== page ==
2.5 hours /150 miles

Today you will be driving through the Navajo Nation and to the unparalleled Canyon De Chelly. Canyon de Chelly National Monument is a vast park in northeastern Arizona, on Navajo tribal lands. Its prominent features include Spider Rock spire, about 800-feet tall, and towering sandstone cliffs surrounding a green and tree-lined canyon. Inhabited by several Native American peoples for millennia, the area is dotted with petroglyphs. The White House Ruins and Mummy Cave are fantastic examples of  ancient Pueblo villages. Plan on spending most of your day, as it is worth it. For the night, head back to Chinle, and enjoy the culture of the Navajo People.

Best way to see the Canyon:

Justin’s Horse Tours

Best Scenic Drive:

The North Rim

Best photo art:

Hope Arch

Best museum:

Ned A. Hatathli Cultural Center

Best place to shop local:

Navajo Arts and Crafts Enterprise

Best place to try traditional Navajo cuisine:

Thunderbird Lodge

DAY 14: Through Monument Valley to Flagstaff

4 hours /250 miles

Your route today will take you north to the village of Mexican Water and down through the Monument Valley and the Painted Desert. This is going to be a beautiful drive, but make sure you have plenty of gas and water. There will be many opportunities for stops and photos throughout the day, and as a result, you may want to consider making this drive your whole day’s agenda, and spending the next day enjoying all there is to do in Flagstaff. And speaking of Flagstaff, we told you to be patient and we would get you there. We have kept our word. Flagstaff, at nearly 7,000 feet, is a different climate than anything you been traveling through so far, It is also a hip outdoor town with a great vibe.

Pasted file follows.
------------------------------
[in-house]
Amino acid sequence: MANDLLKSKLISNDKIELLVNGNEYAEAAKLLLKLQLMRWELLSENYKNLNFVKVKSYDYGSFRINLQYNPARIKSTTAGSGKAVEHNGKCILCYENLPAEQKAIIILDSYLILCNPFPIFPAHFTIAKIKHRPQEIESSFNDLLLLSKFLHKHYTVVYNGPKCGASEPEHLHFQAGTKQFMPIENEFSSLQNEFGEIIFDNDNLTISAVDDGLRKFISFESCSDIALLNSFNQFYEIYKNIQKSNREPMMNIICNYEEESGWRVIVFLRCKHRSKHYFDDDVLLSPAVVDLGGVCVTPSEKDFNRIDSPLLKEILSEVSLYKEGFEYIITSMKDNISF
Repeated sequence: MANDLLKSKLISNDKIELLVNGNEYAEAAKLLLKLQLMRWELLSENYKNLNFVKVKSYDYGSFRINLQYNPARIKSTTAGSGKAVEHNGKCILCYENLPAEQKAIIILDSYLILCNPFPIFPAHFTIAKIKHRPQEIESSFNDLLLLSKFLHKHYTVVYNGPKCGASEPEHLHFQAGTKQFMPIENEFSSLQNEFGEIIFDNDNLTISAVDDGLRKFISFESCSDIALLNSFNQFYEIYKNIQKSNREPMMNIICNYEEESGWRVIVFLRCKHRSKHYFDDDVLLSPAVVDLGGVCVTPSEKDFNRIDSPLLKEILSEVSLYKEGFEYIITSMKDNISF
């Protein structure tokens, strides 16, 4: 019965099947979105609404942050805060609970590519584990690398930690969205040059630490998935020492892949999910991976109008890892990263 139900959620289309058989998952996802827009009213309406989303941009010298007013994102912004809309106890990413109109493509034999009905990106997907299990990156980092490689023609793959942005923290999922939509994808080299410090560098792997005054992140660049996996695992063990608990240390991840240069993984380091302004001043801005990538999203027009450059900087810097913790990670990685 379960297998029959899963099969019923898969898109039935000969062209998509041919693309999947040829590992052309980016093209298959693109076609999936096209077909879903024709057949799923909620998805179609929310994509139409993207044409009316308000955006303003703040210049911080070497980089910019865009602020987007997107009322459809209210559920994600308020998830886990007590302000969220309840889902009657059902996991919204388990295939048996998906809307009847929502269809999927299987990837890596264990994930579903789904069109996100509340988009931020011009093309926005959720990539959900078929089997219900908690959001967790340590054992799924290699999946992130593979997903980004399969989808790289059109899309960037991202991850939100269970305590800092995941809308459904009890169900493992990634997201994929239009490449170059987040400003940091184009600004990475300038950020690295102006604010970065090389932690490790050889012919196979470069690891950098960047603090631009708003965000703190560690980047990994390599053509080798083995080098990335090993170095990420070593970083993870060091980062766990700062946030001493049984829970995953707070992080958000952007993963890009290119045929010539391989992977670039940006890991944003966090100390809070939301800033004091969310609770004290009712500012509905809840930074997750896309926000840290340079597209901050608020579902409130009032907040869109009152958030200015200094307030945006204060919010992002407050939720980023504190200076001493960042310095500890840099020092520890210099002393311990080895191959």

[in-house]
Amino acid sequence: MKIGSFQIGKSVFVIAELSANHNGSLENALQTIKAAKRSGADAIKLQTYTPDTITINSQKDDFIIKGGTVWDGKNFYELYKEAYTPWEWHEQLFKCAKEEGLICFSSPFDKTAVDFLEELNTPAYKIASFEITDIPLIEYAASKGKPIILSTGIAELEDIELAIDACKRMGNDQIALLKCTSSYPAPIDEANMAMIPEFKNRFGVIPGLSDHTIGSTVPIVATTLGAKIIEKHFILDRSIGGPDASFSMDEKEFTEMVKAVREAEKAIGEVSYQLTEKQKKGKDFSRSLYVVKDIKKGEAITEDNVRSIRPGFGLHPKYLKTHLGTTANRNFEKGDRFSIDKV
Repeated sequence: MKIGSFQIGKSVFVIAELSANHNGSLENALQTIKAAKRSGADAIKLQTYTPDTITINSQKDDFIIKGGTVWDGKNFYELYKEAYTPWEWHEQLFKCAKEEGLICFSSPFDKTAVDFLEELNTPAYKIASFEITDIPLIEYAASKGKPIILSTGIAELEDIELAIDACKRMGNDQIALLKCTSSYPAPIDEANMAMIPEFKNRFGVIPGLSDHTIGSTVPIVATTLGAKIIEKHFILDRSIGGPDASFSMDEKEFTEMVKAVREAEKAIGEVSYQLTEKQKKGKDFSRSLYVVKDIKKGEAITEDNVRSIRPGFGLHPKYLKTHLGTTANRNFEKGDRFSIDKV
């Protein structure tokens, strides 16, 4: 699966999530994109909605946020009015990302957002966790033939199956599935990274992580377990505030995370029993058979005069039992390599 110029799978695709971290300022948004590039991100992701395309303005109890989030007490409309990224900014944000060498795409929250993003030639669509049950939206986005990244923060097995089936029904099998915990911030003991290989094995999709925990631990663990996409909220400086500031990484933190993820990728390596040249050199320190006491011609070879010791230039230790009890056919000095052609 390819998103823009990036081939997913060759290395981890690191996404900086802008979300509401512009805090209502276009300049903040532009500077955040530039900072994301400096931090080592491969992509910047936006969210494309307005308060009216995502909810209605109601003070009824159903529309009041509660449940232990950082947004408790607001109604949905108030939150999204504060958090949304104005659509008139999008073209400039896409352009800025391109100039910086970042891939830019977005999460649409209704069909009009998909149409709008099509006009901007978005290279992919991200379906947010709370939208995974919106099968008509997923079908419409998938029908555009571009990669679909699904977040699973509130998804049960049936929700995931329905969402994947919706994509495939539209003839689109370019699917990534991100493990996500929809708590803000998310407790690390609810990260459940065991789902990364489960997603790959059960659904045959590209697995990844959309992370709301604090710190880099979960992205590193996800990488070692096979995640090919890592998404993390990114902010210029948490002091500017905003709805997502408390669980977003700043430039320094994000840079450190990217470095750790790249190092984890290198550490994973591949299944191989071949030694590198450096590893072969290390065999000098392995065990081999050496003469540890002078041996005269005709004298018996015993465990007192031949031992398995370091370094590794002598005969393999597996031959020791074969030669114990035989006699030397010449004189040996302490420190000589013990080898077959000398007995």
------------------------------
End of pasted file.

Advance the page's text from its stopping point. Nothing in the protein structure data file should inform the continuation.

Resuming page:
To read more about Flagstaff, click here.

Get underground:

Lava River Cave

Best way to see Flagstaff:

Historic Downtown Tour

Best hike:

Lockett Meadow Loop

Best cultural experience:

Picture Canyon Cultural Preserve

Best place to shop local:

Old Town Shops

Where the locals go for dinner:

Criollo Latin Kitchen

DAY 15 through 16:

2 hours 15 minutes /144 miles

Like the mythical bird its named after, Phoenix rises from the desert in epic proportions. With nearly 1.7 million people calling this city home, Phoenix is full of adventure. The capital of Arizona, Phoenix is known for its year-round sun and warm temperatures. As a result it anchors a sprawling, multi-city metropolitan area known as the Valley of the Sun. It’s known for high-end spa resorts, Jack Nicklaus–designed golf courses and vibrant nightclubs. But it’s also a city of history, culture and amazing sights. As with any big city, to really get the most of your experience, your first stop should be to the Downtown Phoenix Visitor Center. One recommendation we would have is to leave Phoenix proper, and head to the charming town of Chandler. Located on the southeastern edge of the greater metropolitan area, Chandler is a city of parks and family fun.

To read more about Chandler, click here.’

Iconic mountain hike:

Camelback Mountain

Best way to see Phoenix:

Historic Downtown Tour

Most unique experience:

The Mystery Mansion

Best desert experience:

Desert Botanical Garden

Best shopping experience:

Tempe Marketplace

Best night out:

City Scape